4) When do I get my money?

Great question. Don’t go spending it yet. BP tells us they will appeal. That may well take years. If BP wins on appeal, we may not collect a dime. (And by “we,” I mean you and me!) But if we keep winning, you also get interest at 9 percent on your claim.

5) What’s next?

We hope to finish the claim process by December 31. There is an attorney fee hearing in February. (Sorry, I don’t have the date at fingertips but will make sure it gets posted on the official site.)

We’re pleased with our progress, but there is far to go. My promise to you: Our legal team will keep fighting until we see this thing through.  We’ll also do our best to answer questions and get back to you, but we’re buried in this, so please be patient.

Best contact for me is david@davidsugerman.com or by phone 503.228.6474. Thanks for you patience and your support.

David Sugerman

BP ARCO class action: A straight-up win for consumers

On Friday, January 31, 2014, the jury returned its verdict in favor of BP Oregon ARCO and am-pm minimarket gas purchasers. The jury found that BP recklessly violated the Oregon Unlawful Trade Practices Act. The 2.9 million class members are each entitled to make claims for $200. Media reports are here (OregonLive), here (KOIN-6), and here (KATU-2 pretrial)

Yes, that is a $580 million result. It is fair to say we are pleased. And proud.

We’re getting a lot of questions. I’ll try to answer some here.

So what’s next?

We are due back in court on March 7 to discuss the next round of proceedings. In the near future, we’ll start a claim form process. It’s really important that you file a claim form once the claim process opens. We do not know yet when that will happen, but we’ll note a number of resources for you here.

How do I stay informed?

We’ll continue to post updates here on this blog. We also add updates on our Facebook page. If you’re a user, like us there, and you’ll get updates and links back to the longer updates here.

You should also register with the official information page to receive official update information.

Do I need to take any action to protect my rights?

If you meet the class definition, you do not. We don’t know what requirements the court will set to prove claims. If you have access to receipts or bank records showing a gas debit card purchase with a transaction fee at Oregon ARCO or am-pm stations, it would be wise to save those documents. It may help you prove your claim.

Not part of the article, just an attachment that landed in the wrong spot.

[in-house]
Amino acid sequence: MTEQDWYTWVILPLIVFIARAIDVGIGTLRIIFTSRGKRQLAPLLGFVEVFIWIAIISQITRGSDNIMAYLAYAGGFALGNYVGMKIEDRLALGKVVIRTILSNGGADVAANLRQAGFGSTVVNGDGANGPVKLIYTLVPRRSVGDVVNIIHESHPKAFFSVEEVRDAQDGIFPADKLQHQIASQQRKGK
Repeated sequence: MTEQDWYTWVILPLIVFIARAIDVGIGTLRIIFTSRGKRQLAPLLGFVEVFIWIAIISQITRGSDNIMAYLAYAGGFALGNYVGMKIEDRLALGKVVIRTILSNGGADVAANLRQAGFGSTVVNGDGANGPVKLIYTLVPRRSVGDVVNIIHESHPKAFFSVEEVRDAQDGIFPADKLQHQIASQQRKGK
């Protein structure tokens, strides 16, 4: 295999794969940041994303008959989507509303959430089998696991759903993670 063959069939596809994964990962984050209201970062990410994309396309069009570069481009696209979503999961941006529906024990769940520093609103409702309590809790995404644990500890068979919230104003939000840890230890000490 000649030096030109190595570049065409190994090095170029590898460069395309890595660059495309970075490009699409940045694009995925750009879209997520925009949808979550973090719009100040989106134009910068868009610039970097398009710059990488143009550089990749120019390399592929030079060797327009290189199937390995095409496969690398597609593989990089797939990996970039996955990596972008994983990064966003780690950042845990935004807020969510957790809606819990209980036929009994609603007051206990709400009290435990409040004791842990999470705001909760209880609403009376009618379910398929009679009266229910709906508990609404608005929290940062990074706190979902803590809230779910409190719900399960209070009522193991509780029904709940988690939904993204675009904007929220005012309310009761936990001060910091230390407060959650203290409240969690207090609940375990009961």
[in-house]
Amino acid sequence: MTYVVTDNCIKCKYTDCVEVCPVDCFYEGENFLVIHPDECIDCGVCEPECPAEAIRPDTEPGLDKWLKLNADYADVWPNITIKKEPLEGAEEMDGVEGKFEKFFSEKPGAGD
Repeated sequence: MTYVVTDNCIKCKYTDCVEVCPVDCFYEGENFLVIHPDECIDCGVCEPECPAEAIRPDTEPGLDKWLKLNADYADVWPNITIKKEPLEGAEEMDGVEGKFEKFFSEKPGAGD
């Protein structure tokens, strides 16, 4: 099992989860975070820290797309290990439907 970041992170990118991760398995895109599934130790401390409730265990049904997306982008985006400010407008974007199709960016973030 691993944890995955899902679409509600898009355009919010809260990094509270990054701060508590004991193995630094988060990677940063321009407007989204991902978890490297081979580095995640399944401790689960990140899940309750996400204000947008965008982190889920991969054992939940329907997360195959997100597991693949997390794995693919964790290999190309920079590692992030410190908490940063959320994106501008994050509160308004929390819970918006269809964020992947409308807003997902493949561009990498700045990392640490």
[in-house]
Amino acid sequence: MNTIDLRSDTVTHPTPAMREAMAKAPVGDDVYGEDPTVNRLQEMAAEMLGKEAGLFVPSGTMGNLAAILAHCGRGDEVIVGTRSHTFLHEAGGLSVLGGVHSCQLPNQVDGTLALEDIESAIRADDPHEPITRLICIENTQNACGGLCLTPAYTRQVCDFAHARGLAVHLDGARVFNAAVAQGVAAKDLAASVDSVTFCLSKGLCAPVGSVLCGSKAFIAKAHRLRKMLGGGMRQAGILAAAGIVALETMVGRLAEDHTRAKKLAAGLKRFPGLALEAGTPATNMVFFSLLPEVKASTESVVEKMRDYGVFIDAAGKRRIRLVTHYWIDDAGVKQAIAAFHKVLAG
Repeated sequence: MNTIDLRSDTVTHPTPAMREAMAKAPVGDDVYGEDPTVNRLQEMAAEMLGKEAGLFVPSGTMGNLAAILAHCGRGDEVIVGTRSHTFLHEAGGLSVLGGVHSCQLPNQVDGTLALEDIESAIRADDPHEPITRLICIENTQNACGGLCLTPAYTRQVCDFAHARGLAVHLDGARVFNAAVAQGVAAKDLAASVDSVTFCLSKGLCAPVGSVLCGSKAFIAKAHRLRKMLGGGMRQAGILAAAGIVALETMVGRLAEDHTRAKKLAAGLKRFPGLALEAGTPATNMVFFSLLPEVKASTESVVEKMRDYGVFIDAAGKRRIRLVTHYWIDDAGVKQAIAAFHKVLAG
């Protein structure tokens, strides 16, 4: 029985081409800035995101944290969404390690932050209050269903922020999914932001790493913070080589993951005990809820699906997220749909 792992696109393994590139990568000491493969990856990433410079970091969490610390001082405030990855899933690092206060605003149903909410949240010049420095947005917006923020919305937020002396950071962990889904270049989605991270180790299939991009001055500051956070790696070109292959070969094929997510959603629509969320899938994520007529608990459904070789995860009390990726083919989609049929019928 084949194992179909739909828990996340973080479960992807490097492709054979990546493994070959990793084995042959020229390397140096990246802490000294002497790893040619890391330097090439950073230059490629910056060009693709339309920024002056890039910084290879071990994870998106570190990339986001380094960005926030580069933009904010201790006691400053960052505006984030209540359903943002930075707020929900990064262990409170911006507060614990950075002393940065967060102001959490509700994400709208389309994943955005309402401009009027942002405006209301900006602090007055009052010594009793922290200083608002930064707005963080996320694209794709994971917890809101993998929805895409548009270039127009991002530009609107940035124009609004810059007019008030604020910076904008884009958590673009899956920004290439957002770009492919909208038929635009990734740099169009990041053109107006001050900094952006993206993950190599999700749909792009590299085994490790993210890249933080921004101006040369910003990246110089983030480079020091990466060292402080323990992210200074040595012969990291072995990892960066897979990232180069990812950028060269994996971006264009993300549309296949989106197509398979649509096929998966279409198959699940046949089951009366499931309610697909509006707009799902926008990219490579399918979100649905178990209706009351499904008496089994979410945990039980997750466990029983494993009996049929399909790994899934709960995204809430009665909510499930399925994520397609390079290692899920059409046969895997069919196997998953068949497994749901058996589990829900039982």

When will consumers see their money?

Good question. BP has announced its intention to appeal. While the claim process could start as early as March (or maybe later), an appeal could string this out for years. That is why registration is important.


A few parting thoughts

We are deeply appreciative of the service provided by the jurors who served for three weeks in the trial in front of Hon. Jerome LaBarre. The entire case shows that a small group of determined consumers can take on a corporate giant like BP and have a fair trial in Oregon.

Further updates?

Well sure. When we know more, we’ll post it.

David Sugerman

BP Class Action Update: Class Notice

Finally. Class notice has started in our class action against BP. The case involves illegal debit card charges levied on Oregon gas purchasers. We’re suing under the Unlawful Trade Practices Act because BP violates the Oregon rules governing gasoline price advertising.

Here is a link to the class action notice website.

Trial is set to begin January 14, 2014. If we win, members of the class may be eligible to claim up to $200 for these illegal transactions. More detail as it becomes available. For those in the class, please visit the website. You might want to register there so that the administrator can contact you if that becomes important.

Want more information about the case? Go here and here.

Feel free to call us or email if you think you might be part of the class or if you have stories to share. I am lead counsel for the class.

 

David Sugerman

BP class action certified for ARCO station debit card fees

In our long running consumer case, Scharfstein v. BP West Coast Products, Judge LaBarre ruled late last week that the case may go forward as a class action. Judge LaBarre appointed David Sugerman and Tim Quenelle to serve as class counsel. Notice to the class is expected to go out in early November, and trial is set for January 14, 2014.

In the case, consumers claim that BP violated the Oregon Unlawful Trade Practices Act by improperly selling and advertising gas at ARCO stations and am-pm minimarkets. The gas stations advertise their prices without condition, but when consumers pay with debit cards, they are charged a fee–now $.35–on top of the gas purchase price. The consumers claim that the failures to disclose the charges and the addition of the charges on top of the total gas purchase violate Oregon law.

The class seeks $200 per consumer.

There is far to go on this case. If you have experience with these charges and would like to share your story with us, could you drop me a line or call us (503.228.6474)?

-David

Case update: Consumer fraud case against BP headed to trial